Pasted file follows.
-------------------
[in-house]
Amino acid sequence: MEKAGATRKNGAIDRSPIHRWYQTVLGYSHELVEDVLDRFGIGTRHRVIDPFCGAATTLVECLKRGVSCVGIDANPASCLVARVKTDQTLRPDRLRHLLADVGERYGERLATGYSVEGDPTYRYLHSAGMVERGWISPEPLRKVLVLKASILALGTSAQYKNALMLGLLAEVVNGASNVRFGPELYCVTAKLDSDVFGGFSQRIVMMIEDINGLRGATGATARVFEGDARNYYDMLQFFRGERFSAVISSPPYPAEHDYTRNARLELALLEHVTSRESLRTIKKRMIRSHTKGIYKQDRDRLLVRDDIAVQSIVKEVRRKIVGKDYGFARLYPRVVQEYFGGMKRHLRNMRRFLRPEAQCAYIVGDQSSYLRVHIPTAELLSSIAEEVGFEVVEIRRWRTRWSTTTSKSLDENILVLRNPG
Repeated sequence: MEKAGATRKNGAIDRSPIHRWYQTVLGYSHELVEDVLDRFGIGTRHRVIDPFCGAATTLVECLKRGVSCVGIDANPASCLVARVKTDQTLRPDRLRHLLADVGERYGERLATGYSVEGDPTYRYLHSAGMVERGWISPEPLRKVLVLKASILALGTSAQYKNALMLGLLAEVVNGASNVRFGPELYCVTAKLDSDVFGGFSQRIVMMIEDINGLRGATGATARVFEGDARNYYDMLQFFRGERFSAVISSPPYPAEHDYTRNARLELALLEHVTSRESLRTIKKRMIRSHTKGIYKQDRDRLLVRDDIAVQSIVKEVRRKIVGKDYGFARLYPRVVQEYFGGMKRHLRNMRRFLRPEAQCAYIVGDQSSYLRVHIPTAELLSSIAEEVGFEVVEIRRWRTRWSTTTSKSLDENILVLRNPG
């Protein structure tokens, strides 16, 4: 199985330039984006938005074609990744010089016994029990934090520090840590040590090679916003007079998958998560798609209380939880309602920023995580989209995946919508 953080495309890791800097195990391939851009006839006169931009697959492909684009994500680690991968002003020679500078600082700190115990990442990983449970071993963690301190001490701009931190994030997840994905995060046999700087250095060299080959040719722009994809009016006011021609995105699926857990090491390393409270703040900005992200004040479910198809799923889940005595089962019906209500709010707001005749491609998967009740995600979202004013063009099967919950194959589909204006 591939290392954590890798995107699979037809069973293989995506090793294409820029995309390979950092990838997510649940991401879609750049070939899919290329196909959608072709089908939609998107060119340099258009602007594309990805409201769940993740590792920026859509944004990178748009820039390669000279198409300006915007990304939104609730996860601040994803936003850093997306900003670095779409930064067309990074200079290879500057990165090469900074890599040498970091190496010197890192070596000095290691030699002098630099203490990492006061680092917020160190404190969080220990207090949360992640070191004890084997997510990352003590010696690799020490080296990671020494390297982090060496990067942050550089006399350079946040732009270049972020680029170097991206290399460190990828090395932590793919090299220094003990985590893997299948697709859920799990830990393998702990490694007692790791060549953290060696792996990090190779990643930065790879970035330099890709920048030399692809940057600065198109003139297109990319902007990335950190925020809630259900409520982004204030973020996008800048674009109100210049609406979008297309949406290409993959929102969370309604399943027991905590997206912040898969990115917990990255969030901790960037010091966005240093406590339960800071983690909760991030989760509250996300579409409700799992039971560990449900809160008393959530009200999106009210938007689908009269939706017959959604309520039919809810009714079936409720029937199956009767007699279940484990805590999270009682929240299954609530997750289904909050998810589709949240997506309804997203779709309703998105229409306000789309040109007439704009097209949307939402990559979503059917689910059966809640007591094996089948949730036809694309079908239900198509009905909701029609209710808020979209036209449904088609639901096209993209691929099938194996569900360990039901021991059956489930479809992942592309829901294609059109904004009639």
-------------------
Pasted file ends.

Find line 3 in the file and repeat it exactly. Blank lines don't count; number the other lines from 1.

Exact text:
Repeated sequence: MEKAGATRKNGAIDRSPIHRWYQTVLGYSHELVEDVLDRFGIGTRHRVIDPFCGAATTLVECLKRGVSCVGIDANPASCLVARVKTDQTLRPDRLRHLLADVGERYGERLATGYSVEGDPTYRYLHSAGMVERGWISPEPLRKVLVLKASILALGTSAQYKNALMLGLLAEVVNGASNVRFGPELYCVTAKLDSDVFGGFSQRIVMMIEDINGLRGATGATARVFEGDARNYYDMLQFFRGERFSAVISSPPYPAEHDYTRNARLELALLEHVTSRESLRTIKKRMIRSHTKGIYKQDRDRLLVRDDIAVQSIVKEVRRKIVGKDYGFARLYPRVVQEYFGGMKRHLRNMRRFLRPEAQCAYIVGDQSSYLRVHIPTAELLSSIAEEVGFEVVEIRRWRTRWSTTTSKSLDENILVLRNPG